Through Bar-Ilan University’s (BIU) innovative Otzmot “Empowerment” Program, students with intellectual disabilities (ID) are provided with the opportunity to study at the University and learn how to fulfill the Jewish commandments. Students in the program who are capable of learning at a higher level can earn a bachelor’s degree as well.
This first-of-its-kind program in Israel has been developed by Hefziba Lifshitz-Vahav, associate professor in the Faculty of Social Sciences who also heads the MA track in Intellectual Disabilities at the Pinkhos Churgin School of Education at BIU. She decided to create this program after completing a study that found that adolescents and adults with ID can understand abstract cognitive religious concepts – including the concept of God, righteousness and evil, and the efficacy of prayer.
Conceived as a three-stage program, students begin at stage one with four academic hours once a week at the School of Education. While learning about the Jewish commandments, they take courses in developmental psychology, self-advocacy, and in how to use the library and computers. The lecturers are Bar-Ilan students in the Master’s track, where teaching in Otzmot is part of the course work.
In addition to educational objectives, Otzmot’s social goals are to expose students with ID to Bar-Ilan students of all backgrounds, as well as to empower and strengthen the self-image, confidence and quality of life of students with ID.
The second stage of Otzmot involves the participation of Bar-Ilan students in the BA program. Otzmot students capable of entering this stage join the undergraduate seminar, “Learning and Development of Individuals with Disability during Life Span,” to study the psychological capital of people with ID. Through this seminar, students learn that positive psychological capital is the positive developmental state of an individual as characterized by high self-efficacy, optimism, hope, and resiliency.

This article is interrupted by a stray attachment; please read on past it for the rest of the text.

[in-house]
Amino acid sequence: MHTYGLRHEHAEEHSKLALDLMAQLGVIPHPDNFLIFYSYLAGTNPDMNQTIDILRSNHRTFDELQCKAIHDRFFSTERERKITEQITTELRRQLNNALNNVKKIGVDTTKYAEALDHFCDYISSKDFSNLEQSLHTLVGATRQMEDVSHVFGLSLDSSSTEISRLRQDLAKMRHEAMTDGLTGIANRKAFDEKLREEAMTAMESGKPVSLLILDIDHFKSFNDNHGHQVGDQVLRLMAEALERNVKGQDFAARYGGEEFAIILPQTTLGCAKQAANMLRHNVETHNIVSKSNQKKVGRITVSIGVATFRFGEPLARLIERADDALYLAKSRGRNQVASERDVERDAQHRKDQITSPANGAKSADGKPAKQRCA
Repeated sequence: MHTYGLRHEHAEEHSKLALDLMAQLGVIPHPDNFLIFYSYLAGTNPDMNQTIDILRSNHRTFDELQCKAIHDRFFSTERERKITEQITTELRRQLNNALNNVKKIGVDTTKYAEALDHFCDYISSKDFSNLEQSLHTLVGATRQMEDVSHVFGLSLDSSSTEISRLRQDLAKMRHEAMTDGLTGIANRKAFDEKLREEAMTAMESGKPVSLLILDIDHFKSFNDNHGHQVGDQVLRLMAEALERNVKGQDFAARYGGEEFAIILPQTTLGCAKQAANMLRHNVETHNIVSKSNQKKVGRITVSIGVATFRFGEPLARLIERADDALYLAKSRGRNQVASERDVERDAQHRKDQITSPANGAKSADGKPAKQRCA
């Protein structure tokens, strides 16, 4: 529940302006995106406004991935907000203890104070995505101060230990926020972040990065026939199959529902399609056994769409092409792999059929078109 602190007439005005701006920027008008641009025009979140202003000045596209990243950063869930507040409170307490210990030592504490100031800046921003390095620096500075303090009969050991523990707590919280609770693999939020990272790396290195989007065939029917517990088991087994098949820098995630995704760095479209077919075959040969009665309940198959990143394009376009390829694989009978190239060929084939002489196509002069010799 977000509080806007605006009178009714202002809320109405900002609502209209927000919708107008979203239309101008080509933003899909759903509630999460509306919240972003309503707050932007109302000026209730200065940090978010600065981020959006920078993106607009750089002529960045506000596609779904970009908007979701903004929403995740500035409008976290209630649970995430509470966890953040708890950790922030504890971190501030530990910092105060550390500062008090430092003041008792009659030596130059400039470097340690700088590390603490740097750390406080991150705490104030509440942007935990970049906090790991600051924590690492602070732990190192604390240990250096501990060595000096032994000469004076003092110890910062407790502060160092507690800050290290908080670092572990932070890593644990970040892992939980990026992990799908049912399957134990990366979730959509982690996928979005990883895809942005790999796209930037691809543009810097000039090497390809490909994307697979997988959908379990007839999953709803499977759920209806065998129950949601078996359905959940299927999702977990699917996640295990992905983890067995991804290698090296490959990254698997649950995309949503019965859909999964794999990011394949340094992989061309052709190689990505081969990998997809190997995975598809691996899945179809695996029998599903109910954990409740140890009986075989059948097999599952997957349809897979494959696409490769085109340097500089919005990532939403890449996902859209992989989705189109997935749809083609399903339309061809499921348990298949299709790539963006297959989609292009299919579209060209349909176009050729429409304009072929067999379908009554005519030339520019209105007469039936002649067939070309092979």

Stage three gives academically capable students with ID an opportunity to take regular undergraduate courses at the School of Education. The students with ID register through the University as auditing the course, and can choose whether or not to take the exams. They are assigned a supervisor to help them in and outside of class. The students take one course at a time, and if they take the exams and pass, each course will be counted toward a BA degree.
“I want them to all the tasks of the regular students. And, if they can, I want them to go on and on until they earn their degree,” says Prof. Lifshitz-Vahav.